Original Published on Jul 06, 2022 at 08:45
By Connie Tabbert, Local Journalism Initiative Reporter
Public meeting shows concern about expanding residential and commercial zone near Cobden
Cobden – As Whitewater Region council considers rezoning land from outside Cobden from rural to commercial and residential, there has been an outcry of concern about the impact on the local farming community.
A public meeting held recently showed there is concern among local farmers about how the redesignation of other properties would affect their properties and it was clear even all members of council aren’t keen on rezoning the land outside Cobden.
Councillor Dave Mackay, who is opposed to the zoning changes, said he wasn’t in favour of letting farmland disappear.
“I belong to the Ontario Farmland Conservatory, and we are losing 175 acres a day,” he said. “I’m not letting that go.”
Council is considering changing strips of rural zoned areas east and west of Cobden on Highway 17 to accommodate increased commercial and residential development. Chief Administrative Officer Robert Tremblay told council last Tuesday to be in compliance with the County of Renfrew Official Plan for an increase in the settlement area of Cobden, the municipality requires an amendment to the Official Plan. This would allow for a proposed subdivision on the eastern edge of the village known as Bennett Meadows.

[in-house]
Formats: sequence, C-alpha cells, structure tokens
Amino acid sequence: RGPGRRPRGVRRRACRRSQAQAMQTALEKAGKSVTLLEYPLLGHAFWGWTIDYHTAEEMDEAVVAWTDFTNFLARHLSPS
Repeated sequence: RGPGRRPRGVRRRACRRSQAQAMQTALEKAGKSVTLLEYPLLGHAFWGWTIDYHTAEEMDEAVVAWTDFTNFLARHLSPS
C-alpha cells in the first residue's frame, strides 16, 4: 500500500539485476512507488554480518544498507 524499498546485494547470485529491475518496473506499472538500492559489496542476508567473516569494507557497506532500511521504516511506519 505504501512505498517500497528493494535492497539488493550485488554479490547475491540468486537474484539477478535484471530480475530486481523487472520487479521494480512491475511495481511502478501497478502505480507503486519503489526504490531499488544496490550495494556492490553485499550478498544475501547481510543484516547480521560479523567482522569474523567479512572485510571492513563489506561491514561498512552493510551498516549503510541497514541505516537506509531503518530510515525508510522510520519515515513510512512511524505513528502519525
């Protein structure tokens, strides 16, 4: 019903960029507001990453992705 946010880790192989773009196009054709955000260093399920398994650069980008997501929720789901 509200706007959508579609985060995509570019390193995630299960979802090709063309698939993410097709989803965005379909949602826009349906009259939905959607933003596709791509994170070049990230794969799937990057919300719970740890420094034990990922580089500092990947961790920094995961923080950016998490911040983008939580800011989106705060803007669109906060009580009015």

To accomplish this, properties on the east and western edges of the township will be rezoned to commercial to allow for employment growth and a farm currently within the settlement area will be redesignated.
At the public meeting several people expressed their options, with the majority of those speaking opposed to the changes. Jim Munroe, whose family has farmed since the turn-of-the-century on the western edge of Cobden, is opposed to the rezoning.
He fears a strip of land designated commercial would negatively impact his family continuing to farm.
“The thing that concerns me are the by-laws associated with commercial property,” he said.
He fears he may be forced to change the entrances to his property, like a neighbour had to do further down the road, or that he may not be able to bring hay that he has cut across the road, which he has been doing for years.
Mr. Munroe said he understands commercial areas are required but is hopeful it won’t be to the detriment of farming in the community. While council may not be aware, there is a farming community on the edge of Cobden, he said.
“You should come by in harvest time when the McLeod farm is going, the dust is flying, they’re combining corn and beans,” he said. “They have tractors that wouldn’t fit into this room. They are legitimate farming operations.”
Donna Burns questioned council’s long-range vision, which she fears is pandering to the provincial government to construct affordable housing, which will then have to be managed and controlled by the municipality.
Mr. Tremblay waylaid that fear when he explained the municipality is not responsible for housing and is not in the housing business.